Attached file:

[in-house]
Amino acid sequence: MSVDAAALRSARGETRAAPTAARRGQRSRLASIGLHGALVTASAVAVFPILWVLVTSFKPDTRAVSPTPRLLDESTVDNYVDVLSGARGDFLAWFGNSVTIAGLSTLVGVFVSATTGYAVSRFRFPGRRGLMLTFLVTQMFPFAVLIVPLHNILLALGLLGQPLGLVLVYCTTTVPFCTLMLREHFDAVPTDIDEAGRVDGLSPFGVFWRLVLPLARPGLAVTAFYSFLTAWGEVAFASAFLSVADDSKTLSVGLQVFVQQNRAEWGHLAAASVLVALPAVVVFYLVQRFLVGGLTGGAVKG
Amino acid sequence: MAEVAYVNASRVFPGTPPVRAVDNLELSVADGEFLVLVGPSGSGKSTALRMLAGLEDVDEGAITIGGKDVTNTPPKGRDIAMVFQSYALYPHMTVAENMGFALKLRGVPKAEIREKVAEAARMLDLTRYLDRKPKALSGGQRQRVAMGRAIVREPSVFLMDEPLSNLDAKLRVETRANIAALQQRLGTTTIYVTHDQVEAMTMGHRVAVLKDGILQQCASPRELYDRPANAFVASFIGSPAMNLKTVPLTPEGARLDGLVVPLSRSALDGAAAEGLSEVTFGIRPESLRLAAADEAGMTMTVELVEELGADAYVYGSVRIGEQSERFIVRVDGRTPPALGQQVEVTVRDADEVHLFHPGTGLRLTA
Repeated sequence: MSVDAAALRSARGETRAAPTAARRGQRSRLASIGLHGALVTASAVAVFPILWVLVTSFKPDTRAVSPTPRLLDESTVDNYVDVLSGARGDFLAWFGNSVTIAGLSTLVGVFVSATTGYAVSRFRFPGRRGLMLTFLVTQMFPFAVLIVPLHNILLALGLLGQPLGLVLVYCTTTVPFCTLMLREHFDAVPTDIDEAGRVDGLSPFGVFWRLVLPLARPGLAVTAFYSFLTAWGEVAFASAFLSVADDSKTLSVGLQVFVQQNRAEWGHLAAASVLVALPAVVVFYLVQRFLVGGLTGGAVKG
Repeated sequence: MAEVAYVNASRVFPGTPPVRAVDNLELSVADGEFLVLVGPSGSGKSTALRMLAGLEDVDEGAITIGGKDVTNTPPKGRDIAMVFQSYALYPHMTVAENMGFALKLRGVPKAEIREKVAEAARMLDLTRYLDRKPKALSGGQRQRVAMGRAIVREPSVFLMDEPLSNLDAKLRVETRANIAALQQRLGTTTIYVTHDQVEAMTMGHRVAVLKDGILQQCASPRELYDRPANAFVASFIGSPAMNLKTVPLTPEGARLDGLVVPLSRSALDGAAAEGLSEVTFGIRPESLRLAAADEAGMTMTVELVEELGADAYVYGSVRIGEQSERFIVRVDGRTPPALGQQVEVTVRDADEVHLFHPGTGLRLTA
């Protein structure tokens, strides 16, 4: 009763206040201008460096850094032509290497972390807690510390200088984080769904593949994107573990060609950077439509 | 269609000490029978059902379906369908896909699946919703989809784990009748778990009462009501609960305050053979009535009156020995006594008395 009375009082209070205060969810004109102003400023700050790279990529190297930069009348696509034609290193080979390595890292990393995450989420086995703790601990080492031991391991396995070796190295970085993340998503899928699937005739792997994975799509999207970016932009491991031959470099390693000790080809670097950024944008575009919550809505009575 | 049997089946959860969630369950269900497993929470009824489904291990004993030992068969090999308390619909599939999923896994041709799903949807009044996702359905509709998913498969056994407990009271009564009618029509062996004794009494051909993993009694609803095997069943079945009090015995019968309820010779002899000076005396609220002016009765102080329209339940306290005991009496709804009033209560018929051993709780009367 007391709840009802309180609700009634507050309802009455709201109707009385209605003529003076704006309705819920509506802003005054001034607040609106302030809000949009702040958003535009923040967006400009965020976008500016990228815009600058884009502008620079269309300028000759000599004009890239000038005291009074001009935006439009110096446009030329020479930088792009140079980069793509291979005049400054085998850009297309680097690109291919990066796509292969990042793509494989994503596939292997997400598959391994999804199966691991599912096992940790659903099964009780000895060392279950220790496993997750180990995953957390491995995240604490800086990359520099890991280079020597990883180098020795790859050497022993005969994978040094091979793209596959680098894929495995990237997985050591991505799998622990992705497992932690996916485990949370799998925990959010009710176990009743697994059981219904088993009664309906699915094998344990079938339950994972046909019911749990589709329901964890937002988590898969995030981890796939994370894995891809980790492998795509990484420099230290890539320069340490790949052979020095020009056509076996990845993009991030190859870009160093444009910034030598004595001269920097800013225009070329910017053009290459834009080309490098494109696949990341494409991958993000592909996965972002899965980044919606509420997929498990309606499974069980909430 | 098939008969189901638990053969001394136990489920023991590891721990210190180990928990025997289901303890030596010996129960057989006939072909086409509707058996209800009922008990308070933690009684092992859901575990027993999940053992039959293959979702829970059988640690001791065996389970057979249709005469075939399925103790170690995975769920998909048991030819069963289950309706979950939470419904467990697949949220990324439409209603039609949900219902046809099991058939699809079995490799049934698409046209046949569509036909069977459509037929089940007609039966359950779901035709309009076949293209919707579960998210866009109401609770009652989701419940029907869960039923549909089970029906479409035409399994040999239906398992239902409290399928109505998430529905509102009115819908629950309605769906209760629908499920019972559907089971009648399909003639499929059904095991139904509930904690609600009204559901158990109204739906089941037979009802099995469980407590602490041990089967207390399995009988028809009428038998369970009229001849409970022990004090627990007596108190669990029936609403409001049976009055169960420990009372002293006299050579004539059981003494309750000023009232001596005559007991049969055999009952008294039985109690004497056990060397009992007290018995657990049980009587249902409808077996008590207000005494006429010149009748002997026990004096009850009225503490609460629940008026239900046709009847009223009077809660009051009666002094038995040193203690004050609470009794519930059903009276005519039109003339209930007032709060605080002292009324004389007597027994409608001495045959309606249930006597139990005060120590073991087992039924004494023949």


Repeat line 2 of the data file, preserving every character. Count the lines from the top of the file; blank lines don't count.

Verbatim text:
Amino acid sequence: MSVDAAALRSARGETRAAPTAARRGQRSRLASIGLHGALVTASAVAVFPILWVLVTSFKPDTRAVSPTPRLLDESTVDNYVDVLSGARGDFLAWFGNSVTIAGLSTLVGVFVSATTGYAVSRFRFPGRRGLMLTFLVTQMFPFAVLIVPLHNILLALGLLGQPLGLVLVYCTTTVPFCTLMLREHFDAVPTDIDEAGRVDGLSPFGVFWRLVLPLARPGLAVTAFYSFLTAWGEVAFASAFLSVADDSKTLSVGLQVFVQQNRAEWGHLAAASVLVALPAVVVFYLVQRFLVGGLTGGAVKG